As part of this conversation, you should start to get an understanding of how the agency structures campaigns to segment data for each group. You’ll need to have confidence that the agency can strike the right balance of narrow segmentation for each distinct audience and tactic, while still keeping the data manageable and actionable. In the B2B market, this is especially critical because you might have a very wide range of customer profiles that differ greatly.
Great question! I wish more clients asked this question. (That’s the first thing your prospective B2B partner should say)
The short answer here is: anything that you have access to, your agency should be aware of. Whether you can share it with them is another story. In an ideal environment, your agency will have access to your CRM data and will be able to correlate lead reports for each funnel stage of their campaigns. Understanding how much revenue was influenced by digital will certainly guide your budget planning process, so why wouldn’t it guide your agency to improve their campaigns?
If you track specific metrics like Marketing Qualified Leads (MQL), Marketing Engaged Leads (MEL) and the proportion that converts from one group into the other, this is the time to share that information. If this is how your department will be measured internally, it’s data that your agency can use to optimize each campaign.
This is a great example of a question with no “right” answer, but rather one that can be used to facilitate a meaningful conversation and demonstrate critical thinking on the agency’s side. The short answer is, it all depends on how hard your revenue targets are and how far away from top-funnel awareness that will drive your tactics.
If this is balanced well, hitting your revenue targets will require a view to the full funnel. If a solid system of measurement is in place, there should be lead indicators which are being tracked that will sound the alarm as the canary in the coal mine if brand-awareness isn’t moving in a good direction.
Another question answered with a question. This is an opportunity for the agency to ask about your sales process and provide their reaction to it.
A “home-run” answer from your agency during this conversation will be when they ask about what data your sales process tracks. Do they track P1 vs P2 leads? What does that even mean in practice? This is also an opportunity for your agency to understand what incentives are influencing the sales team. If there are bonuses and incentives at different stages of the year, tell your agency about this as it will undoubtedly influence the bottom of the funnel. This could result in a flurry of late-stage activity at the end of each quarter or in some cases might reward sand-bagging at other stages of the year which will affect your results. Don’t repeat that last point to anyone in sales. Let’s keep that one between us. Thank you.
Long sales cycles are a defining feature of nearly every B2B sales funnel. This can impact everything from broad stroke concepts like tailoring content, to detailed tactics like how long until a retargeting pixel expires.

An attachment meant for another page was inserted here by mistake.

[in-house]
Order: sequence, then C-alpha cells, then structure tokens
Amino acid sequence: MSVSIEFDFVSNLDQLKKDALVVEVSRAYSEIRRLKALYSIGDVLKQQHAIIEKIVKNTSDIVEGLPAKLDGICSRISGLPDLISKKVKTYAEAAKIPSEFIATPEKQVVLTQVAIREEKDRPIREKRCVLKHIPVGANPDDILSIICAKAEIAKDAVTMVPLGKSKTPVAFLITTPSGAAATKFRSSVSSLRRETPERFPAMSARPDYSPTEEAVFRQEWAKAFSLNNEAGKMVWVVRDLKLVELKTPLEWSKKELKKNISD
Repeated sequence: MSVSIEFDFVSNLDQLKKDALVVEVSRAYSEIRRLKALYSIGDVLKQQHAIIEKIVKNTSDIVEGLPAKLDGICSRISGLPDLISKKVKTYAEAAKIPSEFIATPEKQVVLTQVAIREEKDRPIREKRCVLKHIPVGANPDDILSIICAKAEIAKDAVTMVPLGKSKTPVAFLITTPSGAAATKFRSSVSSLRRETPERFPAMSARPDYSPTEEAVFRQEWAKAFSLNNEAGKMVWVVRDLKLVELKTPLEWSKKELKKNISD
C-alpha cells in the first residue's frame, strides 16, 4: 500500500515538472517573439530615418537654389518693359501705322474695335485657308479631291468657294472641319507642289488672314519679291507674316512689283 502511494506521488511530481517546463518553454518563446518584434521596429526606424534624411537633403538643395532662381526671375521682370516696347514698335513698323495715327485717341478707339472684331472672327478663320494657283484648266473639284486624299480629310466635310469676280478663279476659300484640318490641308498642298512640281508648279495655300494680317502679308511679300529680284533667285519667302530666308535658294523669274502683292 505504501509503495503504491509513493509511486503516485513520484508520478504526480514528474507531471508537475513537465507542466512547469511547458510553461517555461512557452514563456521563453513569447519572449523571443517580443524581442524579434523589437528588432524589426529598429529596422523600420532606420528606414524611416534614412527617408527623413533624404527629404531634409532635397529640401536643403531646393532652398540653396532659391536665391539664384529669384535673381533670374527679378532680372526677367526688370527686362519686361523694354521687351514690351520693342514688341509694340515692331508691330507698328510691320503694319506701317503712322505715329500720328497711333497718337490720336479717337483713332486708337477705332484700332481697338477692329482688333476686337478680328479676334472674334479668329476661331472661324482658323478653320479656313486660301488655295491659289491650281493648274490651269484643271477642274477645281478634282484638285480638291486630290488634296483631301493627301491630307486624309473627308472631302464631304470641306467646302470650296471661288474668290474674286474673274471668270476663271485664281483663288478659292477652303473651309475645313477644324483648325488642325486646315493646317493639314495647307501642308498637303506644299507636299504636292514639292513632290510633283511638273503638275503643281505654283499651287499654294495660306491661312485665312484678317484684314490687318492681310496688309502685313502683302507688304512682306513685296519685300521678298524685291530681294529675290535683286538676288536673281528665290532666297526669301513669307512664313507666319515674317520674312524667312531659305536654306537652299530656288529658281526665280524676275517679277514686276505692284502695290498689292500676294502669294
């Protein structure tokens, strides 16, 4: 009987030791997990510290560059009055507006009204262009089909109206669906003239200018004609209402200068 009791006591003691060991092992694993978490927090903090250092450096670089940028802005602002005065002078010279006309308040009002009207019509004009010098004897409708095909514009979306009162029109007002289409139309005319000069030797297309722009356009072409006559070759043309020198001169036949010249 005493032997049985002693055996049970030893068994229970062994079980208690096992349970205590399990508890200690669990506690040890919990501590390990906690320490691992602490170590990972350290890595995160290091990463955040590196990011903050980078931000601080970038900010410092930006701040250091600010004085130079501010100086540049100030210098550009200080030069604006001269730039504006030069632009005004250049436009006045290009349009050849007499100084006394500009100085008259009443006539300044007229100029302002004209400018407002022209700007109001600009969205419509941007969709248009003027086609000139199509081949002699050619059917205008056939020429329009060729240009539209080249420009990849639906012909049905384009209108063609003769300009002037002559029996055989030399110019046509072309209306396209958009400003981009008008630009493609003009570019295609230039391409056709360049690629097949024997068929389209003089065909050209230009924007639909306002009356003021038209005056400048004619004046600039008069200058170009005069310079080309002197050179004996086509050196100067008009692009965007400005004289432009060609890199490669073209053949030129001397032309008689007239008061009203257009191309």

One aspect to be sensitive to with long sales cycles is the timing of when to push middle-stage actions like webinar sign-ups or demo requests. You’ll want to work with an agency that finds the right blend of tactics to speed up funnel velocity, while still being acutely sensitive to the pace at which your prospects develop opinions about your industry, brand, and product.
We’ve all heard plenty about Mobilegeddon this year, and most brands have reacted by now. The days of getting away with a non-mobile friendly site are officially behind us. In my view, this merely forced brands to tick a box that should have been voluntarily addressed long ago. The new mobile landscape is conquered by strategies that address second screen experiences, mobile conversion optimization, and dwindling attention spans.
At the heart of this issue is the hardware that your audiences uses every day. Some might assume that in the B2B market, every potential customer is comparison shopping on their Dell computer with two 21” monitors. The reality, however, is that people are at home with their kids watching TV and trying to catch up on their research time on their iPad. We’ve found from many tests that B2B campaigns do really well in the evenings after dinner. This is prime-time for mobile targeting strategies to cut through the noise.
“But Abe,” you might be saying, “this is the 11th question! We were promised 10 questions.” That’s right! It’s a freebie bonus, and a very sneaky question.
It seems that many B2B marketers have declared that Facebook is dead to them. The problem here is that fundamentally it’s an assumption that must be tested! This is your opportunity to discover if the agency you’re talking to is simply going to apply best practices or if they are going to push the envelope and let the data do the talking.
For years our B2B clients told us that they didn’t want to be on Facebook, but now that it’s become a stellar ad platform, the rules have changed. In fact, there are no rules! These experiments quickly showed great success as a retargeting platform for B2B campaigns. But we haven’t stopped there; we’re seeing great results at the top of the funnel from Facebook using demographic targeting, and revenue is hitting the B2B books for many clients that originated on Facebook before working its way through the familiarly long B2B sales cycle.
This conversation is a great way to learn if your B2B agency is thinking outside of the box. Then the question becomes, are you ready to take the leap and push that envelope yourself?